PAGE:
For Immediate Release
Office of the Press Secretary
September 17, 2005
President's Radio Address
THE PRESIDENT: Good morning. This week I visited Mississippi and Louisiana, and reported to the nation on our strategy to help our neighbors in these devastated areas recover and rebuild. In the aftermath of Katrina, we have seen our fellow citizens uprooted from their homes, searching for loved ones, and grieving for the dead. These scenes have touched our hearts and moved our whole nation to action. And the outpouring of compassion has sent a clear message to the victims of this storm: Our whole nation cares about you; you are not alone.
Our strategy rests on three commitments. Our first commitment is to meet the immediate needs of those who had to flee their homes and leave all their possessions behind. As of this week, more than 500,000 evacuee families have gotten emergency help to pay for food, clothing and other essentials, and they will receive broader help in the future. I've asked for, and the Congress has provided more than $60 billion, an unprecedented response to an unprecedented crisis.
Our second commitment is to help the citizens of the Gulf Coast put their lives back together and rebuild their communities. Our goal is to get people out of shelters by the middle of October. So we're providing direct assistance to evacuees that will allow them to rent apartments, and we're beginning to bring in mobile homes and trailers for temporary use in affected areas. We'll also help provide housing for the many workers who will rebuild cities in the region, so that reconstruction can move forward quickly.
To relieve the burden on local health care facilities in the disaster areas, we're sending extra doctors and nurses, and setting up well-supplied temporary community health centers. A number of states have taken in evacuees and shown them great compassion, admitting children to school and providing health care. So I'll work with Congress to ensure the states are reimbursed for these extra expenses.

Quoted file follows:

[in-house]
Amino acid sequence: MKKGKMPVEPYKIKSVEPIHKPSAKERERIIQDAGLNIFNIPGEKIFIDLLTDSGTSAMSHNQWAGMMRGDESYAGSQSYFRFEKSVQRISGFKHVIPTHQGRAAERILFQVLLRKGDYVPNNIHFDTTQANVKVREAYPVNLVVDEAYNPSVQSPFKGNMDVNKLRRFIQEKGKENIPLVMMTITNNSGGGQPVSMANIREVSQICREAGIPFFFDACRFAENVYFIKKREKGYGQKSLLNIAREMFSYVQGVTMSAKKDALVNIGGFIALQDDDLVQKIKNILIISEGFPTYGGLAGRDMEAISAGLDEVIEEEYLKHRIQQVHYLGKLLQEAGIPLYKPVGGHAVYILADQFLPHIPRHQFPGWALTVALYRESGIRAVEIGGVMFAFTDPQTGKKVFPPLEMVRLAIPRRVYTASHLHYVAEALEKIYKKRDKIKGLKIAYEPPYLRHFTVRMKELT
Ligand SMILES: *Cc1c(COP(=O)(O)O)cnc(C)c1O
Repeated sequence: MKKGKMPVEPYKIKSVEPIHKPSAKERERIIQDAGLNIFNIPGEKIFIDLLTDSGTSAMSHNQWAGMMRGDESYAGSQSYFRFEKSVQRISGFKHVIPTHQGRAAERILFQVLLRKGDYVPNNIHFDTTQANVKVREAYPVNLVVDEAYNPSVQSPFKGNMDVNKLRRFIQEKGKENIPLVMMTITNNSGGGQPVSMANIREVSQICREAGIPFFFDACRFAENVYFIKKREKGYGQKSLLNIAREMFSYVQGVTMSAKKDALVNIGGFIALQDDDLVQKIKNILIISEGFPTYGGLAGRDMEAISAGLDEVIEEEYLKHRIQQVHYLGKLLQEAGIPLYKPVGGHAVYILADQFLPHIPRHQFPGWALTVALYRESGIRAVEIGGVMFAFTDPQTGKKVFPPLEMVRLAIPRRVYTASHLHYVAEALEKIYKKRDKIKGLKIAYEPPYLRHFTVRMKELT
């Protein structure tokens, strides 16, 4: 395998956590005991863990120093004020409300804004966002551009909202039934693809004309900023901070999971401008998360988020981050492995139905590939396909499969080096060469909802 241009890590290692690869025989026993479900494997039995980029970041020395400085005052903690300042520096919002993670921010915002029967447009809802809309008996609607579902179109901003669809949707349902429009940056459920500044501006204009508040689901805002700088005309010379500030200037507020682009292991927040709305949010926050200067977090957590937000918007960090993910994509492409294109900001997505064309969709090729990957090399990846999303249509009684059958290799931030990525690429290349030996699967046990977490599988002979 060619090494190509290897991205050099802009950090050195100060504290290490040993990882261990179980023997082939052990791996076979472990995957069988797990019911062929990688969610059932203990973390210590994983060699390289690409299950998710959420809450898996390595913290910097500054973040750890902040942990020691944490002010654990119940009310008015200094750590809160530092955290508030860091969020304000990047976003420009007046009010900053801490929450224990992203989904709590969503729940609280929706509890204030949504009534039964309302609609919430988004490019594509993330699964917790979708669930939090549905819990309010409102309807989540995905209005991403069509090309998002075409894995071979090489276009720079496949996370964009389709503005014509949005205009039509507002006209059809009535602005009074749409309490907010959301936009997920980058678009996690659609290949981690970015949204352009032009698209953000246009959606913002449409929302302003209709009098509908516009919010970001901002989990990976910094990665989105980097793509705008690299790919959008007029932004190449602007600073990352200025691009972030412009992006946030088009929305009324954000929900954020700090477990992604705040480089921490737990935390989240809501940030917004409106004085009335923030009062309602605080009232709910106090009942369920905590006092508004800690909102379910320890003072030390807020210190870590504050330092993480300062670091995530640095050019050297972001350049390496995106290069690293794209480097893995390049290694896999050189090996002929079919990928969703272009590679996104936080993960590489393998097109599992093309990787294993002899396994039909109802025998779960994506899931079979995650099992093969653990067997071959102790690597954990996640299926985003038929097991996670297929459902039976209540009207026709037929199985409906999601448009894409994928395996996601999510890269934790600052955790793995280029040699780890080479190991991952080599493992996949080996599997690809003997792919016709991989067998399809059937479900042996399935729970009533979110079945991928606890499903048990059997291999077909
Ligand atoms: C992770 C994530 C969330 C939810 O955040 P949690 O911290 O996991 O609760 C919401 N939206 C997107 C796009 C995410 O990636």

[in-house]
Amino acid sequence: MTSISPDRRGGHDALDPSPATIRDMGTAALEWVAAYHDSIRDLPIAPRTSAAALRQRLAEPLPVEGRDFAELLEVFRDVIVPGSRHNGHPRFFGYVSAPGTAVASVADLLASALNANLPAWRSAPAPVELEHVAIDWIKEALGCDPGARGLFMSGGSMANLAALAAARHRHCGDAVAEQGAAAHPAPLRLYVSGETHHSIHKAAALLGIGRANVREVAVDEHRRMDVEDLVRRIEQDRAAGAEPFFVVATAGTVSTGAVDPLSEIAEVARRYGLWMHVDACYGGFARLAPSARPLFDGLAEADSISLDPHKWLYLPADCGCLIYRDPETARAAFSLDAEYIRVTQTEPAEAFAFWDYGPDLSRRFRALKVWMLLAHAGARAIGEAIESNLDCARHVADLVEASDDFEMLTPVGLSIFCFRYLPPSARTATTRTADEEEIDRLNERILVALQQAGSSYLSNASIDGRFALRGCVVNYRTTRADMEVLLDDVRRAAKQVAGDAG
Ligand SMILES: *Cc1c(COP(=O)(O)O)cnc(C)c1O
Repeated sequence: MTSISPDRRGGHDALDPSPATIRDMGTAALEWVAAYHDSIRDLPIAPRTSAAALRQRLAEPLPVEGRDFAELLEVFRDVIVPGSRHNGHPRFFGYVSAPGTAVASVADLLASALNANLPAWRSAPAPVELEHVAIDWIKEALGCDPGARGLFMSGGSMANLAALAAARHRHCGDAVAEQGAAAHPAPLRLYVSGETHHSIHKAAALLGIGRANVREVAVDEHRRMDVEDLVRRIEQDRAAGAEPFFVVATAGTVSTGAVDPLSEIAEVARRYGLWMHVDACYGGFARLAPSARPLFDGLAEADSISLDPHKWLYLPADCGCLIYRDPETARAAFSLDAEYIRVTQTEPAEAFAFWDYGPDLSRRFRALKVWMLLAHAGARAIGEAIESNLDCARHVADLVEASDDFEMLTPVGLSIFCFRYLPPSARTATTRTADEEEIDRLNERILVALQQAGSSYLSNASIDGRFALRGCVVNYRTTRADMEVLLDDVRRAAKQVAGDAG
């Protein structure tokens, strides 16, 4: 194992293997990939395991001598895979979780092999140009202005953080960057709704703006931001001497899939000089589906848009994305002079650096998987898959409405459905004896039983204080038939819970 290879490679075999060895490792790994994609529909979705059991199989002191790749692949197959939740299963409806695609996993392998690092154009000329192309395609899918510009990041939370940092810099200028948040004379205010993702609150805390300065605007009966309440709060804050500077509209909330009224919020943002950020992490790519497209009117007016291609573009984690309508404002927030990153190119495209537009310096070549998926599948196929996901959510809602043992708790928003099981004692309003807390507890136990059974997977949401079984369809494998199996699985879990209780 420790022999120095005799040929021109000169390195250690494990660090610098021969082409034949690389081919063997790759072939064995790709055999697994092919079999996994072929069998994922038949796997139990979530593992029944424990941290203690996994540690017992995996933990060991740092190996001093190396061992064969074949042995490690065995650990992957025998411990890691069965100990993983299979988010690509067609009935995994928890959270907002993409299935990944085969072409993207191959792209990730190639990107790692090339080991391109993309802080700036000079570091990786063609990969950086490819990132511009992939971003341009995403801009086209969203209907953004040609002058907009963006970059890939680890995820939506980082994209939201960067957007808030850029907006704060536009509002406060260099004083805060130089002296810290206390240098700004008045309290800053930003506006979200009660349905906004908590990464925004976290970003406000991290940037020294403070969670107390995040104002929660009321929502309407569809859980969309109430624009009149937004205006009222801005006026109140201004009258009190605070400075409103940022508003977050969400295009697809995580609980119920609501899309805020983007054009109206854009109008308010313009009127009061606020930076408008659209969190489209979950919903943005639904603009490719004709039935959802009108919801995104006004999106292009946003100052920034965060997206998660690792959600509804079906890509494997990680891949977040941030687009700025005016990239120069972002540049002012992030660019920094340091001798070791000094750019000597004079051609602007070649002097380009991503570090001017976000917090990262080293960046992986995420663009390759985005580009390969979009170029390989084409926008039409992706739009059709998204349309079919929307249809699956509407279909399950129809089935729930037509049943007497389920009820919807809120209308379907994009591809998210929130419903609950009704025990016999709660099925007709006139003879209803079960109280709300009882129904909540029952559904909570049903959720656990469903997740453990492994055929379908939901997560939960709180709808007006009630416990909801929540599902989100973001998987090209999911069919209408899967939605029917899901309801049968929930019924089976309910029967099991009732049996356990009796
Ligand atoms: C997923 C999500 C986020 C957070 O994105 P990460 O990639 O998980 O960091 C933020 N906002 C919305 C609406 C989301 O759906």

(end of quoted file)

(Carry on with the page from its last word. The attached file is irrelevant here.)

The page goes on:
Our third commitment is to ensure that the communities we rebuild emerge better and stronger. Out of this tragedy comes an opportunity to harness the good and gracious spirit of America, and deliver new hope to neighborhoods that were suffering before the storm. Our reconstruction efforts will be guided by certain principles: When cities are rebuilt, those cities should have many new businesses, including minority-owned businesses. When houses are rebuilt, more families should own, not rent, those houses.
To achieve these aims I've proposed the creation of a Gulf Opportunity Zone in the disaster area, with immediate tax relief and other incentives for job-creating investment. And to encourage home ownership, I have proposed a new urban homesteading act, which would identify property in the region owned by the federal government, and provide lots to low-income citizens free of charge, through a lottery. In return, they would pledge to build on the lot with either a mortgage or help from a charitable organization like Habitat For Humanity.
As we rebuild homes and businesses we will renew our promise to be the land of equality and decency. And one day Americans will look back at the response to Hurricane Katrina and say that our country grew not only in prosperity, but also in character and justice.
Our citizens have responded to this tragedy with action and prayer. We ask God's comfort for the men and women who have suffered so much. We pray that the missing find safe return, and those who were lost find holy rest. And we sought the strength of the Almighty for the difficult work that lies ahead.
In the life of our nation we have seen that wondrous things are possible when we act with God's grace. From the rubble of destroyed homes we can see the beginnings of vibrant new neighborhoods. From the despair of lives torn asunder we can see the hope of rebirth. And from the depth of darkness we can see a bright dawn emerging over the Gulf Coast and the great city of New Orleans.
Thank you for listening.